Social media have revolutionized communications by empowering millions of citizens to leap over traditional barriers and enter the public policy debate. But even in the brave new world of social media, there are still limits to who gets to speak and what they get to say.
Some of these limits are a matter of basic morality. And some are a matter of federal law.
Unfortunately, Twitter is brazenly disregarding these limits.
Twitter must certainly recognize that not everyone is entitled to the privilege of a Twitter account. If a Mexican drug cartel used the site to brag about its latest mass beheadings, I suspect that Twitter would shut them down. And if a pedophile took to Twitter to describe his latest conquests, I’d pray that Twitter would stop him cold.
So why is Twitter allowing a terrorist group with American blood on its hands to operate freely on its service?
During the recent conflict between Israel and Hamas, it came to light that the military wing of Hamas — the Ezzedeen al-Qassam Brigades — was operating a twitter account (@AlqassamBrigade).
These terrorists used this service to threaten Israeli civilians and brag about the missiles they fire at Israeli population centers.
More than 30,000 members of Christians United for Israel have emailed Twitter, asking it to ban Hamas. But Hamas tweets on.
Let me be clear. The account we are seeking to take down is not one operated by law-abiding citizens who sympathize with Hamas. Such independent advocacy is clearly and completely protected by the First Amendment. What we are talking about here is a page run by the terrorists themselves.
If shame is not sufficient to change Twitter’s behavior, then hopefully the law is. The fact is that allowing Hamas or any affiliated entity to operate a Twitter account is a violation of federal law.
The United States government has designated Hamas as a Foreign Terrorist Organization. Under 18 U.S.C. 2339A, it is illegal for any U.S. company to provide “material support” to such an organization. This prohibited material support specifically includes “services” and “communications equipment.”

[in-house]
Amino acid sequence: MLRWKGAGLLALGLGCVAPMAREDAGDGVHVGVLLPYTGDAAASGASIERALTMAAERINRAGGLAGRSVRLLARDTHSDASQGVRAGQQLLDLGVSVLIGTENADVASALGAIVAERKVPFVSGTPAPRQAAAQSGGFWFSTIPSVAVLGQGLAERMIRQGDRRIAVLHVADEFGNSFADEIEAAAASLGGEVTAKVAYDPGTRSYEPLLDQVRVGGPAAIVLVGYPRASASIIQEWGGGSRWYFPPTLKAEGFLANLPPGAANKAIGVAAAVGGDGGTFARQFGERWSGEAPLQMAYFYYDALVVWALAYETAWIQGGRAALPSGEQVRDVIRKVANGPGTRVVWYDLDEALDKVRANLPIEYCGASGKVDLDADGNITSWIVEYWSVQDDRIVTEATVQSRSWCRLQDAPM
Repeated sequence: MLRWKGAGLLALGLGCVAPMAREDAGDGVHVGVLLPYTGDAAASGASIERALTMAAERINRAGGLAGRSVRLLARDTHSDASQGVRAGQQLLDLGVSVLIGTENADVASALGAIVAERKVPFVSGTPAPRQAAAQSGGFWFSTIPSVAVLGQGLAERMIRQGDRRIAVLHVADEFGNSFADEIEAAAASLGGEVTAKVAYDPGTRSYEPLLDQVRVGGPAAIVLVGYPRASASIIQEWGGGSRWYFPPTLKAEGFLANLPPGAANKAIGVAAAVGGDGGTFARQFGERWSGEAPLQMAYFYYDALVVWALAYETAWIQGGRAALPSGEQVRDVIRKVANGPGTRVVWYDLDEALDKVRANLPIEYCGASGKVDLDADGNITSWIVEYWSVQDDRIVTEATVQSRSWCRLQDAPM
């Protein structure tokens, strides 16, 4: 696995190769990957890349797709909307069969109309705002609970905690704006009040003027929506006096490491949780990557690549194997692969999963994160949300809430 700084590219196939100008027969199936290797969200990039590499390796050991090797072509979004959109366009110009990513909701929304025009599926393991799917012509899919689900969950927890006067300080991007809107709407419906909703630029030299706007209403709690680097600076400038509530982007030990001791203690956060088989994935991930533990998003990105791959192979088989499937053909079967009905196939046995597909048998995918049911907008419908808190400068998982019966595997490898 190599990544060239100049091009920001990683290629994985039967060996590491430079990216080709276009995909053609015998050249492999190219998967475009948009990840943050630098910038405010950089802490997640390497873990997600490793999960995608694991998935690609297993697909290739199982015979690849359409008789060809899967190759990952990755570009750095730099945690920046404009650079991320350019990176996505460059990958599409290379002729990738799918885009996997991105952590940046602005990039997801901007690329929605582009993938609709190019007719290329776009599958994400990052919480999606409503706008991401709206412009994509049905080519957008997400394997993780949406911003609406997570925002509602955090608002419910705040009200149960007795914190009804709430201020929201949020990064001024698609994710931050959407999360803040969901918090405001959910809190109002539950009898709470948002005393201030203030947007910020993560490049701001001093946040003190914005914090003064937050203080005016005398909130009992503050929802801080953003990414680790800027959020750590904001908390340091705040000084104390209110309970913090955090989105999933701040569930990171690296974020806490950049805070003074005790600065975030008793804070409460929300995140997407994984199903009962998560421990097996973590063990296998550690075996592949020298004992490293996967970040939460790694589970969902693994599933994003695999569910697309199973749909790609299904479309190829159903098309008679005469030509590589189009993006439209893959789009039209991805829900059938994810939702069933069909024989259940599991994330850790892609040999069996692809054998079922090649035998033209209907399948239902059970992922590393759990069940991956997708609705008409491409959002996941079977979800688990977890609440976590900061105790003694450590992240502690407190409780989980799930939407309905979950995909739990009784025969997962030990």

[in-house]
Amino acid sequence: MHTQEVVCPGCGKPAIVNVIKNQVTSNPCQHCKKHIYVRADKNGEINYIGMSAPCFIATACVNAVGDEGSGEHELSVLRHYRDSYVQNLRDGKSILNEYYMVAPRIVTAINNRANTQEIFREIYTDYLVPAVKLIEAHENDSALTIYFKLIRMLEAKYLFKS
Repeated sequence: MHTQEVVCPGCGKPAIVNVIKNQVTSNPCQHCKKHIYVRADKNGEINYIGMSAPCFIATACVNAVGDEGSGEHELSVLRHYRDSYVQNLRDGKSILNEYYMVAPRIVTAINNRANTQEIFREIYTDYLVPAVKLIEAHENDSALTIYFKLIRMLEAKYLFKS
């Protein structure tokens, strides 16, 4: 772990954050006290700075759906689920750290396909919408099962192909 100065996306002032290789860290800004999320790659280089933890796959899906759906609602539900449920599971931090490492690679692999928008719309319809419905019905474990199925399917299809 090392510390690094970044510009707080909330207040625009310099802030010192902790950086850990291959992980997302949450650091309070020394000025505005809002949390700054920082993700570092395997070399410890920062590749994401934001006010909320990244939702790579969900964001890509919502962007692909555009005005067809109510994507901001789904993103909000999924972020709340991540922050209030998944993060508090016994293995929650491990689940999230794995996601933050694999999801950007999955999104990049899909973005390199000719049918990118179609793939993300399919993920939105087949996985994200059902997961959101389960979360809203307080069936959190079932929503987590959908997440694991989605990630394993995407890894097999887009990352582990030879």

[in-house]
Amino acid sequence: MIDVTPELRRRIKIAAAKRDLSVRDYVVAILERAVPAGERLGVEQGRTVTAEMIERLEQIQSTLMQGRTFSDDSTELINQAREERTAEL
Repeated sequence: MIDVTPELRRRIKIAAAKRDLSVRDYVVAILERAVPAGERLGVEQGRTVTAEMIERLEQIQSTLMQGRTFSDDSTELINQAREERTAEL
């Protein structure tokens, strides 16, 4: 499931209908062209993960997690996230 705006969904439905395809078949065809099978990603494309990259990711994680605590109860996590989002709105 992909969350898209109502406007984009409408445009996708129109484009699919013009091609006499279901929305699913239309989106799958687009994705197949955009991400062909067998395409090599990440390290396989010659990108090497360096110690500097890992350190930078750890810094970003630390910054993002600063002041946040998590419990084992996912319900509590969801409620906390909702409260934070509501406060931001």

By allowing Hamas to have an account, Twitter is providing it with an important “service” and extremely effective “communications equipment,” which are central to its primary mission of terrorizing the Israeli people and using civilian deaths to score political points.
In its February 2010 opinion in Holder v. Humanitarian Law Project, the United States Supreme Court stressed that it’s illegal to provide material support to terrorists even if such support is not directly linked to violence. In other words, the “services” that Twitter provides to Hamas violate the law, even if they’re not used to fire a missile or blow up a bus. The provision of these services is illegal even if it merely helps the terrorists brag about such attacks after the fact. As Chief Justice John G. Roberts Jr. wrote on behalf of the majority: “Material support meant to ‘promote peaceable, lawful conduct’ can further terrorism by foreign groups in multiple ways. ... Such support frees up other resources within the organization that may be put to violent ends. It also importantly helps lend legitimacy to foreign terrorist groups — legitimacy that makes it easier for those groups to persist, to recruit members and to raise funds — all of which facilitate more terrorist attacks.”
In addition, I would note that murder and maiming are not the terrorists’ ultimate goal. They seek to use this bloodshed to “terrorize” a population into submission to their will. Thus threatening and communicating their attacks are central to the terrorists’ mission. A widely read tweet extends the range of the terrorists’ bomb.
Thus far, the Obama administration and the United States attorney’s office in San Francisco have maintained complete silence on this issue. This is a missed opportunity to take a strong moral stand against terror. Forcing Twitter to ban Hamas respects and reinforces what must be a bright red line between those who target civilians in pursuance of their politics and those who do not.
Rep. Ted Poe, R-Texas, has taken a leadership role in calling on the Obama administration to enforce our anti-terror laws and force Twitter to do the right thing.
I applaud his activism. And on behalf of our more than 1.2 million members, I call on his colleagues to follow his lead.
David Brog, the executive director of Christians United for Israel, is a former staff director of the Senate Judiciary Committee.
Former Sen. Scott Brown, R-Mass., candidate for U.S. Senate in New Hampshire, holds his hand over his heart during the singing of the national anthem as he waits to take the stage for his town hall campaign rally with Sen. John McCain at the Pinkerton Academy in Derry, N.H., on Monday, Aug. 18, 2014.